Paul Ryan, the House Budget Committee Chairman, doesn’t like the Buffet Rule because “It will attack job creators.” John Boehner, the Speaker of the House, says that the administration should stop threatening to raise taxes, and thus “end the uncertainty plaguing job creators.” Former Massachusetts Gov. Mitt Romney, while opposing tax hikes, says that “The last thing we should be doing is raising taxes on the job creators.”
I don’t know for a fact that “job creator” is one of those fiendishly clever euphemisms that Frank Luntz regularly lobs into the political debate, but in this period of high unemployment, transforming “rich people” or “owners” or “fat cats” into magical “job creators” from whom all blessings flow is a beautiful piece of rhetorical prestidigitation. If Luntz isn’t the author, then kudos to whatever evil word wizard is responsible.
It’s a wonderful image: the rich guy who isn’t actually safe and secure, but who is highly vulnerable to a little tax. And this is a problem for the rest of us, because this “job creator” is the goose who lays the golden egg, the god from whom all blessings flow, the owner of the economic pixie dust. He’s got the vision, he’s got the energy, he’s got the drive, and the rest of us are just plain lucky to be the serfs in his shire, because we could be serfs down south where there’s flooding, and the duke there is a lousy jobs creator.
But just a couple of decades ago, back before the Market Ideology totally captured all political dialog in this country, we used to call these people something else: employers. And they were honored and valued. They got paid more than anyone else, and they generally got some or all of the profits. It didn’t seem necessary to protect them from taxation as well.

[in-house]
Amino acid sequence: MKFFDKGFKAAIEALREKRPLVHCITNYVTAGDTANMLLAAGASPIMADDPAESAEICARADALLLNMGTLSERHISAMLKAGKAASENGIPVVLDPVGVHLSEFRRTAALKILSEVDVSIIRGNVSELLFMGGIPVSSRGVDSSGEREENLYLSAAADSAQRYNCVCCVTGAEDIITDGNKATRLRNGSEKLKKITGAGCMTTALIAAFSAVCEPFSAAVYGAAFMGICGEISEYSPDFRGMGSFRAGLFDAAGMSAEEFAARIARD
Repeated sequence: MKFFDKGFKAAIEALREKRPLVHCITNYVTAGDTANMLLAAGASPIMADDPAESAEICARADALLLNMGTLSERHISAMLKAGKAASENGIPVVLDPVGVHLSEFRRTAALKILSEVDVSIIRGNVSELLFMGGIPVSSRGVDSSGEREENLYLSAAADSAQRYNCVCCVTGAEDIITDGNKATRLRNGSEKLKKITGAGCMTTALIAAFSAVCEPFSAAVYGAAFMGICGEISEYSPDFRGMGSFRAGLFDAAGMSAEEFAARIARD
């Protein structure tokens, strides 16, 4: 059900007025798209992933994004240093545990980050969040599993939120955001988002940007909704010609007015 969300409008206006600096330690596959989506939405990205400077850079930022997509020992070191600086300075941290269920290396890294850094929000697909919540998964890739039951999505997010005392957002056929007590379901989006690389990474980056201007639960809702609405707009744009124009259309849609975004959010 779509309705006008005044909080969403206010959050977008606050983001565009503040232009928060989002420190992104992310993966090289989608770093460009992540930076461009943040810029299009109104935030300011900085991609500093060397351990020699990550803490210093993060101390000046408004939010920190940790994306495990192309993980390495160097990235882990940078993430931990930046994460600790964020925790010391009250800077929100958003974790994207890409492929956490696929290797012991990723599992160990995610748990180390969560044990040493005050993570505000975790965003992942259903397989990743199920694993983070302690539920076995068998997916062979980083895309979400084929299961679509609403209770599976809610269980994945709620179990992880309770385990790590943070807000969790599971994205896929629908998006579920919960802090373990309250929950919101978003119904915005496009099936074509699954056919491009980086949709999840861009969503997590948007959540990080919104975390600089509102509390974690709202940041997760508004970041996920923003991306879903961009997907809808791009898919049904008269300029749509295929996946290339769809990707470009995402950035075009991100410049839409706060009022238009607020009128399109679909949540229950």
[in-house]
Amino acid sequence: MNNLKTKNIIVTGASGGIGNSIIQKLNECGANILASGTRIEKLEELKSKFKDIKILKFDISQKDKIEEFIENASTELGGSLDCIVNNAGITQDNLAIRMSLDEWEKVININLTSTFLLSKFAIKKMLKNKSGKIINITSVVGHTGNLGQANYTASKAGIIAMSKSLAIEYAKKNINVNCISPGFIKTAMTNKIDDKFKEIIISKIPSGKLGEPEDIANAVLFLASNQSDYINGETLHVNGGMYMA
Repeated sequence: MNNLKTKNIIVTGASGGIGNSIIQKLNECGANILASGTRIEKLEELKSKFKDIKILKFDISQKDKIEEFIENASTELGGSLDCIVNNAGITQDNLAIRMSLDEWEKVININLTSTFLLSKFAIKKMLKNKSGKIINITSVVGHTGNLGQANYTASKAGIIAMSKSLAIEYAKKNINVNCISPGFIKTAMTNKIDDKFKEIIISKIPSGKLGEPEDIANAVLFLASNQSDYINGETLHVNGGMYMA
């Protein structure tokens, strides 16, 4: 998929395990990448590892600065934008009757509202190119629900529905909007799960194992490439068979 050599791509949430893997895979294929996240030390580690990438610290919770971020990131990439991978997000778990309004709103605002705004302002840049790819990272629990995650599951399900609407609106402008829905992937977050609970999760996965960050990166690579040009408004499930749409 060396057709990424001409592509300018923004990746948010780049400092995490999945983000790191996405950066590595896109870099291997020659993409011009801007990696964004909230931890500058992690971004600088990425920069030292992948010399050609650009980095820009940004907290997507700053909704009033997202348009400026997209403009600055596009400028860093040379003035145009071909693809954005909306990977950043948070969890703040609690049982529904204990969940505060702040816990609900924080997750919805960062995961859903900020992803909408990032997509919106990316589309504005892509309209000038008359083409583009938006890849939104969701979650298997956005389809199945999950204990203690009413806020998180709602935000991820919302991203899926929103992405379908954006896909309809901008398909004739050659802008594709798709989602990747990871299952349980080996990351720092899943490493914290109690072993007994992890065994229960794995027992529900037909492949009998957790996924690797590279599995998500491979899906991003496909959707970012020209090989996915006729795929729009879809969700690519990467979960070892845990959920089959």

And the jobs creator? That was somebody else–the guy creating the demand.
Think of it this way: David Koch, radical right wing extremist zillionaire, owns Brawny paper towels. He employs a bunch of people. I’m sure that he thinks he has created all those jobs.
I, on the other hand, have no one in my employ, but I’m pretty sure I’m a jobs creator. I’m the one who gets up in the morning and spills his orange juice, and then reaches for a paper towel. By doing so, I create the need, and the need leads to the product. If I and everyone else like me suddenly chooses to let the orange juice puddle congeal into a sticky paste that sits there until a colony of ants comes by to take it away, then after a while David Koch is going close his factory. Why? Because instead of creating jobs for paper towel workers, I’ve chosen to create jobs for ants.
But let’s face it, I’m not really the ultimate jobs creator. That honor falls to all those men and women out there, in bedrooms, and hotel rooms, and the back seats of Buicks, and the lavatories of airplanes, who are industriously copulating. Because from that comes a baby, and if every one is lucky, about eighty years of wants and needs that the rest of humanity earns its keep by fulfilling.
Jobs creation: it’s all about where you start the carousel.